Mumbai It’s one thing to read the headlines about general strikes in France around the push up of retirement age for public service workers, but flipping the channels on BBC World News, which is the benchmark in India and elsewhere, I get the sense all of Europe is marching behind a union of protest as workers try to face down politicians in the global recession. In Great Britain commentators were labeling the strike as pro forma and more for show than strength, but the attack was real and the rage was righteous. In France unions were more clearly pitted against the government itself, and less resigned. In Germany there was push back as well. In the United States the precipitous fall in employment last month by 95,000 was driven by a public sector slashing of over 154000 jobs around the country.
Perhaps there should be more protest around the USA though that would require more solidarity. Union seem to have chosen to curb their voice nationally in favor of trying to impact the midterm elections, though no candidate anywhere to my knowledge is talking about a recovery plan for public employment or a bailout plan for city and state governments. Unions are trying to cut the best deal at the bargaining table in terrible times of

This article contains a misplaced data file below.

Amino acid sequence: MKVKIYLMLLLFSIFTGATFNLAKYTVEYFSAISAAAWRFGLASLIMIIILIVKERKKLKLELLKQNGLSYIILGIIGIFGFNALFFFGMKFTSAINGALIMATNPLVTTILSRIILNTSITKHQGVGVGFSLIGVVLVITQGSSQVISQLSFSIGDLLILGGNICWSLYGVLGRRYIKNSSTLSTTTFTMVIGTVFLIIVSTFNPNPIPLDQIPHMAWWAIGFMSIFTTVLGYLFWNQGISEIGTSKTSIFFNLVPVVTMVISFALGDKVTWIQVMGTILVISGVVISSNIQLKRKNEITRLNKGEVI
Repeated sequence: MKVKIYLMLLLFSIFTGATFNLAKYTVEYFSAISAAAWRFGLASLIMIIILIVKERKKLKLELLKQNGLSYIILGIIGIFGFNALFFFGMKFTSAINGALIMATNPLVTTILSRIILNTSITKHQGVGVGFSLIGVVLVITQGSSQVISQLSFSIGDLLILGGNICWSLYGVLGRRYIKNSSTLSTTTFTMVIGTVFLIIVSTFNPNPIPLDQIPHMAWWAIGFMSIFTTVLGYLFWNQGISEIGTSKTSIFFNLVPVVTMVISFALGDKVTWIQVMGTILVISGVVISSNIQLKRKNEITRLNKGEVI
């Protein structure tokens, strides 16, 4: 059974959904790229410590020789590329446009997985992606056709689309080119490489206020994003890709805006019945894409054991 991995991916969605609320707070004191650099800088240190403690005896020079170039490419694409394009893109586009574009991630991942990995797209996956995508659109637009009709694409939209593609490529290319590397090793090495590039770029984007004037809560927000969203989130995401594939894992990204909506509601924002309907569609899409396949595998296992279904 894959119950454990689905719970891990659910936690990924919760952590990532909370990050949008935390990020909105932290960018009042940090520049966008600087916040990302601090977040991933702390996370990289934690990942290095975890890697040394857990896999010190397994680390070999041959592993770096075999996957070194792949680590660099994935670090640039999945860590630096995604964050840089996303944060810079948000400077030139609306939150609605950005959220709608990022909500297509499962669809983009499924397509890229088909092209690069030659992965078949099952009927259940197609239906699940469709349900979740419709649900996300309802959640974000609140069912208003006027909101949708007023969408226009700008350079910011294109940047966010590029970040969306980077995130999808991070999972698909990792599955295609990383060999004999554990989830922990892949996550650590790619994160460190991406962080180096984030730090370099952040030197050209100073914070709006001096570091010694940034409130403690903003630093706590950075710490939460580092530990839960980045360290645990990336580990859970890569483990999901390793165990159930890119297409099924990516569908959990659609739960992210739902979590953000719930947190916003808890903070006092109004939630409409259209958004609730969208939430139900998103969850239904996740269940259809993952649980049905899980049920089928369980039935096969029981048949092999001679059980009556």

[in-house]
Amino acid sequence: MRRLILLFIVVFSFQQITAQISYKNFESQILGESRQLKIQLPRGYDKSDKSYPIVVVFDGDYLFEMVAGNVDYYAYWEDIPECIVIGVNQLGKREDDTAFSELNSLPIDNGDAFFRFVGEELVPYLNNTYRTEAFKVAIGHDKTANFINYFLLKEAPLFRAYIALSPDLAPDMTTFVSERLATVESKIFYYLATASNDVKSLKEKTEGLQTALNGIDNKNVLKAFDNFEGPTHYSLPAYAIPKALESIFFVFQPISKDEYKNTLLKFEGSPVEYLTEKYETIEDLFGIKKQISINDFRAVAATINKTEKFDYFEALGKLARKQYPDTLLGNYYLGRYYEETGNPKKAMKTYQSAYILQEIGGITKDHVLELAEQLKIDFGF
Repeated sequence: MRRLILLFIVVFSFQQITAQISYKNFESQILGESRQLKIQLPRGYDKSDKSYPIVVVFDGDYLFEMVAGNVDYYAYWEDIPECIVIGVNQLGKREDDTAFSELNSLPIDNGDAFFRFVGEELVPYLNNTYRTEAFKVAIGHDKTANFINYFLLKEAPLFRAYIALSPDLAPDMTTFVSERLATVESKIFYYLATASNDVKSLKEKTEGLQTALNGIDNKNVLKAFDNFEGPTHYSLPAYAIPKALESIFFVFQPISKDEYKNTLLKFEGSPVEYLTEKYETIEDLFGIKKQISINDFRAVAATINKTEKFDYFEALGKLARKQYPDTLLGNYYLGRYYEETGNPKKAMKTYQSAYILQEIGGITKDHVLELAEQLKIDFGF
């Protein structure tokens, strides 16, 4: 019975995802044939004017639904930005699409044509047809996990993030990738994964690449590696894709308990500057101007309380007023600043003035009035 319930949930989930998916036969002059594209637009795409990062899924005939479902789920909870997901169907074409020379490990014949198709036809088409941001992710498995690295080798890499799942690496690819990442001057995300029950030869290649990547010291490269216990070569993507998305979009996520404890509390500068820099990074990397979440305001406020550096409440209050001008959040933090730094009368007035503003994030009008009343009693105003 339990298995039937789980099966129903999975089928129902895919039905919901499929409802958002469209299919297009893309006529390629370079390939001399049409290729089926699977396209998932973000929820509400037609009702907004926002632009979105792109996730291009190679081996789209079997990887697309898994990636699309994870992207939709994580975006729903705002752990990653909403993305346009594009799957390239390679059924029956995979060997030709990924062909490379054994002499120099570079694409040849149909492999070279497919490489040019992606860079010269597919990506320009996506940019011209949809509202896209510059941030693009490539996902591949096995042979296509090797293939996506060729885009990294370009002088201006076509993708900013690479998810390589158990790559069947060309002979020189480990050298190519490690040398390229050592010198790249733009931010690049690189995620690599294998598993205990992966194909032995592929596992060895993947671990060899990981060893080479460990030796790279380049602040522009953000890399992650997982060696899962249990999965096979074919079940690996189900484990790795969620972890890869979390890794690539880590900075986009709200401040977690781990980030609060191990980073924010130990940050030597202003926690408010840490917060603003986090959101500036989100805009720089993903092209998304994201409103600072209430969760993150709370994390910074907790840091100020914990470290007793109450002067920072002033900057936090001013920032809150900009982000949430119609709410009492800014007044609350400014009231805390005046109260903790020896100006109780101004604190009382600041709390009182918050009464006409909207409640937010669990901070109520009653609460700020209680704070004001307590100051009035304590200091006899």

draconian budgets. The huge California State Employees Association (CSEA/SEIU) with over 100,000 members cut a deal on concessions with the long 3+ month stall on approving a budget.
The real changes are likely to be more profound and enduring. I worry that these cutbacks if they continue and deepen will also ravage cities and the low and moderate income community nationally lengthening even further any economic recovery. As the service sector has replaced manufacturing as economic drivers in the jobs sector, the best of the service jobs with decent wage standards, real benefits including insurance and pensions, and job stability have been in the public sector. If these jobs are significantly diminished and in some cases eliminated by deep tax revenue losses created by fewer jobs and less property taxes due to the housing meltdown, many cities will be especially racked in crises. At one level because many cities and districts require or incentivize public employees to live within their limits. The other level will be the damage to minority worker employment stability since the level of job discrimination in the public sector is less. In places like New Orleans, which I call home, the public sector has virtually created the black middle class. The slow recovery after Katrina, a preview to the recession, can be seen in the loss of teacher jobs by the thousand coupled with the loss of city jobs as well.
If you want to look for signs of more disaster, follow the attack and slashbacks on the public sector. If you want to look for signs of any recovery, look for whether or not public jobs begin to rebound.
I have a terrible feeling reading these numbers that we have a long way to go, and it’s a global problem.